Following the global outbreak of Monkeypox, please find below a briefing on the current situation.
What is Monkeypox?
Monkeypox was first discovered in 1958 when outbreaks of a pox-like disease occurred in monkeys kept for research. The first human case was recorded in 1970 in the Democratic Republic of the Congo (DRC), and since then the infection has been reported in a number of central and western African countries. Most cases are reported from the DRC and Nigeria.
How many cases have been confirmed?
Currently 71 cases in the UK (as of 24.05.22). There has been a small number of cases identified in the USA, Portugal, Spain and other regions worldwide.
Some positive cases have a recent history of travelling to Nigeria, but most are unconnected and do not have a travel history outside of the UK. This is currently being further investigated.
While the current outbreak is significant and concerning, the risk to the general population remains low.
How is it spreading?
The virus does not usually spread easily between people. Methods of transmission include:
- contact with clothing or linens (such as bedding or towels) used by an infected person
- direct contact with monkeypox skin lesions or scabs
- coughing or sneezing of an individual with a monkeypox rash.
Monkeypox is usually a self-limiting illness, and most people recover within a few weeks.
The incubation period is the duration/time between contact with the infected person and the time that the first symptoms appear. The incubation period for monkeypox is between five and 21 days.
A notable proportion of the cases identified to date have been among people who are gay, bisexual and men who have sex with men, so the UKSHA are asking these groups to be aware of the symptoms.
The illness begins with:
- muscle aches
- swollen lymph nodes
Within one to five days after the appearance of fever, a rash develops, often beginning on the face and then spreading to other parts of the body, predominantly hands, feet and genitals. The rash changes and goes through different stages before finally forming a scab which later falls off. The rash is often mistaken for chickenpox.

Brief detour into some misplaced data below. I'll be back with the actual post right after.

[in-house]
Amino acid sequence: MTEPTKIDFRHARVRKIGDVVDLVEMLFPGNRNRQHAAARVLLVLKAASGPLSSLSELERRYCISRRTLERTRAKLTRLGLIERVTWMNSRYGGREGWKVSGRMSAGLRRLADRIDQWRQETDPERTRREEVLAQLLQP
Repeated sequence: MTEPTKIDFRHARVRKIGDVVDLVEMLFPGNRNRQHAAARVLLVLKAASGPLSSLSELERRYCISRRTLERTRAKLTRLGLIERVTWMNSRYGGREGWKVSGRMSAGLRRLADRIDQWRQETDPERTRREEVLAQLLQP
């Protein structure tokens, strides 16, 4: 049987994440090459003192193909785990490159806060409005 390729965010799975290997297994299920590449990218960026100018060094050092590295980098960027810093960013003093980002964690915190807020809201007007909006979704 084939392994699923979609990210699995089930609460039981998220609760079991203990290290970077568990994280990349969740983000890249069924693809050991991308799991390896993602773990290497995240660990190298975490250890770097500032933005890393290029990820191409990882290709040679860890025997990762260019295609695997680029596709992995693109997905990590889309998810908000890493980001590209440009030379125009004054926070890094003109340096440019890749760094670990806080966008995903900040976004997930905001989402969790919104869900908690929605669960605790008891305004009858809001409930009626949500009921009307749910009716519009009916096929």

An individual is contagious until all the scabs have fallen off and there is intact skin underneath. The scabs may also contain infectious virus material.
Initially, the rash looks like acne spots with whiteheads, these then ulcerate and become a small circular pustule with a clear centre before crusting over. Pustules can vary in size.
Generally, monkeypox cases are mild and people tend to recover within weeks. UKHSA health protection teams are contacting people considered to be high-risk contacts of confirmed cases and are advising those who have been risk assessed and remain well to isolate at home for up to 21 days.
In addition, UKHSA has purchased supplies of a safe smallpox vaccine (called Imvanex), and this is being offered to identified close contacts of someone diagnosed with monkeypox to reduce the risk of symptomatic infection and severe illness.
Vaccination against smallpox can be used for both pre and post-exposure and is up to 85% effective in preventing monkeypox. People vaccinated against smallpox in childhood may experience a milder disease.
Anyone with unusual rashes or lesions on any part of their body, especially their genitalia, should contact NHS 111 or call a sexual health service if they have concerns.
Prevention of transmission of infection by respiratory and contact routes is required. Appropriate respiratory isolation is essential for suspected and confirmed cases. Scabs are also infectious, and care must be taken to avoid infection when handling bedding, clothing, and so on.
Policy and procedure
Member schools are advised to follow their Infection Controls Policy for infectious diseases where cases are suspected or diagnosed. Cases will also be reported to and managed by the UKSHA.
At risk people
Pregnant women are advised to contact their midwife if they are exposed to a case of monkeypox. Efforts should be made to avoid contact with a suspected case. Monkeypox may increase the chances of a stillbirth according to the NHS.
For further updates and references:
- WHO: Monkeypox information
- WHO: Monkeypox factsheet
- WHO: Monkeypox – United Kingdom of Great Britain and Northern Ireland
- UKHSA: Monkeypox background information
- NHS: Monkeypox information
- Public Health England Guidance for environmental cleaning and decontamination
- Public Health Scotland general guidance
- Public Health Wales statement on UK monkeypox cases
- Monkeypox: information for primary care (England)
If you would like any further advice or support regarding Monkeypox, please do get in touch with the Hieda Team via firstname.lastname@example.org or +44 (0)207 798 1580Categories: Uncategorised